While we have flirted intermittently with the brazen bold prints, polka dots and bell bottom trousers from the 1970s and continue to explore the 80s with oversized tops and tights, it is interesting to note that the current generation of young adults (usually the most fashion savvy) have not yet delved into the 1960s. Were it not for the hugely popular television series, “Mad Men” (which has managed to compete head long with modern day fashion’s most exciting broadcast representation, “Gossip Girl”), one may not have seen this era being resurrected — from our grannies’ closets to the ramp and the racks.
To give credit where it is due, the local fashion scene was quite pre-emptive with Feeha Jamshed trying to bring the gharara back into main stream fashion with her cotton printed variant of this regal classic and a few futuristic spacey pieces last year at the PFDC Sunsilk Fashion Week 2. And if one considers space fashion as a hallmark of the 60s, then Adnan Pardesy’s Guggenheim collection was it, while Ammar Belal’s Corporate Resort wear for women with pencil and miniskirts, dresses, high-waist pants and skinny ties were a more obvious interpretation.
The international fashion gurus soon followed — inspired by January Jones and the rest of “Mad Men’s” uber-stylish cast — when Miuccia Prada launched the Autumn Winter 2010 collection hailing the era of bouffant hair and pill-box hats (heavily patronised and gracefully adorned by the uber-chic Jackie Kennedy). The Prada collection had a trickle down effect which was observed recently at the London and Milan fashion weeks with labels like Jean Paul Gautier, Calvin Klein, Jil Sander, Versace, and Victoria Beckham getting into the 60s grove.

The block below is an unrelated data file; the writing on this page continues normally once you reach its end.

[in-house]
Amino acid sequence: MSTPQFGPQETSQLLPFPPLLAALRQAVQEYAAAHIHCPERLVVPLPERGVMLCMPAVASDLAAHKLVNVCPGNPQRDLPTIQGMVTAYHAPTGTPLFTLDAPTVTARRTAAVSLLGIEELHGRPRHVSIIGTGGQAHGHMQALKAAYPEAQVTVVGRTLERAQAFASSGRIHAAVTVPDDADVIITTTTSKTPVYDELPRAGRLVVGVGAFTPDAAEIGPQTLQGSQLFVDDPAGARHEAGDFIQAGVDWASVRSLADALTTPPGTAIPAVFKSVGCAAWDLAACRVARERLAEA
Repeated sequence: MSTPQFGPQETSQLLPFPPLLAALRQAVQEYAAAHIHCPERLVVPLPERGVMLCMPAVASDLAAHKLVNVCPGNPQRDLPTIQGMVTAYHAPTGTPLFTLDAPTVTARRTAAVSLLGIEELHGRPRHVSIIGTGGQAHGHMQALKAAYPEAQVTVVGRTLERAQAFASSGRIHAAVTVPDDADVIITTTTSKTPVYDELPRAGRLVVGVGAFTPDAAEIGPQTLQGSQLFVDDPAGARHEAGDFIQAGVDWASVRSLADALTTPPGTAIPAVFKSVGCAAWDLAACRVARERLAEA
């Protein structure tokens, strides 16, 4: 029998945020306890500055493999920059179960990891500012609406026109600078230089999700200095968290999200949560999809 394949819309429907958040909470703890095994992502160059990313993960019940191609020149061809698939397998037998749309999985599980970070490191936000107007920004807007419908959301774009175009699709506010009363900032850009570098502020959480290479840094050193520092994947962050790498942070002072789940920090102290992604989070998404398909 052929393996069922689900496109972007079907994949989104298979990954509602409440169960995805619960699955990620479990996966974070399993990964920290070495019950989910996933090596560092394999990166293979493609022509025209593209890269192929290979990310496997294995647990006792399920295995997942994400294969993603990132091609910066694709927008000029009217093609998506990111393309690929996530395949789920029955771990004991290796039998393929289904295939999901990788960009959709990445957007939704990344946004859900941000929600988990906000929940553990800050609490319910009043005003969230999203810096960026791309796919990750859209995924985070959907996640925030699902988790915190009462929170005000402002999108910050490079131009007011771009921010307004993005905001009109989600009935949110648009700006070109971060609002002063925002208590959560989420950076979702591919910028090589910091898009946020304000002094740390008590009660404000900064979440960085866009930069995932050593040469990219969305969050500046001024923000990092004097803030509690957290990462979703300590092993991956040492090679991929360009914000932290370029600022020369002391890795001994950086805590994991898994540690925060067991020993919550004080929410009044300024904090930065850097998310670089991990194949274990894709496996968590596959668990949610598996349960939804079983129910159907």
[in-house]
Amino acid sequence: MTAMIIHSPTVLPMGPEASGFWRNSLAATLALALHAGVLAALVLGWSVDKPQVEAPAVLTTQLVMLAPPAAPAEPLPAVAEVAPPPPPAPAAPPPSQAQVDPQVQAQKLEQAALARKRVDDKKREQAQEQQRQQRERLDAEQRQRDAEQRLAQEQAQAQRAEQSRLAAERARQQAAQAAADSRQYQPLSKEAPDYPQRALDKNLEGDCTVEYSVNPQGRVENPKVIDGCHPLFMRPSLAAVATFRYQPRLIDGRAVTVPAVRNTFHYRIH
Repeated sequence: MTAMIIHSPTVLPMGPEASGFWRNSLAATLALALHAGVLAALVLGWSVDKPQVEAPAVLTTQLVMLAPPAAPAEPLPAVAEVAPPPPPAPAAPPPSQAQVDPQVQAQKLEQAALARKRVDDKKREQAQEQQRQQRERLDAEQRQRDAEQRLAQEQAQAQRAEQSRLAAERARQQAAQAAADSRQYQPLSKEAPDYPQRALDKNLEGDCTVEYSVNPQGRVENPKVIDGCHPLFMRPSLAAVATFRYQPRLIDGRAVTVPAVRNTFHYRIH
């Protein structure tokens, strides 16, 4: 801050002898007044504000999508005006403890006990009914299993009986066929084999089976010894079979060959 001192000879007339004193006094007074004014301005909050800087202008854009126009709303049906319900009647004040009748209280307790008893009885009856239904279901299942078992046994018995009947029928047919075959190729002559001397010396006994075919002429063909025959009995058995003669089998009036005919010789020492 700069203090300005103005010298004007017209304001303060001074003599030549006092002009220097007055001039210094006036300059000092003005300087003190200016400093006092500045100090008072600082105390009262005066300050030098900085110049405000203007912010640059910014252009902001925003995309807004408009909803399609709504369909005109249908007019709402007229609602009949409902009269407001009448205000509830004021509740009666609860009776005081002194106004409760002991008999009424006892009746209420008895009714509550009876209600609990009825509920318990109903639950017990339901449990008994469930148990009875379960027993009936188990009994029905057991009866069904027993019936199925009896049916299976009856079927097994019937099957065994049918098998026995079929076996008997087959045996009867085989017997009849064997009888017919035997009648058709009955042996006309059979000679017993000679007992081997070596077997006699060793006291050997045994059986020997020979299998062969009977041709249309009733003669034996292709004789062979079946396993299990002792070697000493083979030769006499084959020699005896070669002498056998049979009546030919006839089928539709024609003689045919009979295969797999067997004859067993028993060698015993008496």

The 60s is an era of interesting juxtaposition and contradiction: fitted miniskirts coexist with sack-like shift dresses and full skirts, and this was perhaps the only period where fashion hadn’t courted seriously in a while. What’s more, the mass retail brand Banana Republic called shot gun on the trend and recently launched a capsule collection of 65 pieces with the “Mad Men” logo. When a look transcends from the screen to the ramp to retail, you know it’s made its way into popular culture and will soon scurry its way into your closet as well. The Banana Republic collection has been designed for both genders under the creative guidance of “Mad Men” costume designer Janie Bryant.
With the fashion season kicking off next month (when the country witnesses a swing of fashion weeks launched from every city, counsel and media body), would the 60s, a period considered to be one of immense prosperity and progressive thought in Pakistan make its presence on the ramps? A brand like Republic, already a strong and dependable label for the style-savvy male, is sure to benefit. But let’s see who successfully picks up on the trend in a more eastern aesthetic. Designer Zahra Shahjahan, who pleasantly surprised us all by showcasing an entire collection of shift dresses-cum-kameezes in phulkari with churidars when the entire industry obsessed over longer lengths, may just offer something new this season.
Published in The Express Tribune, September 4th, 2011.
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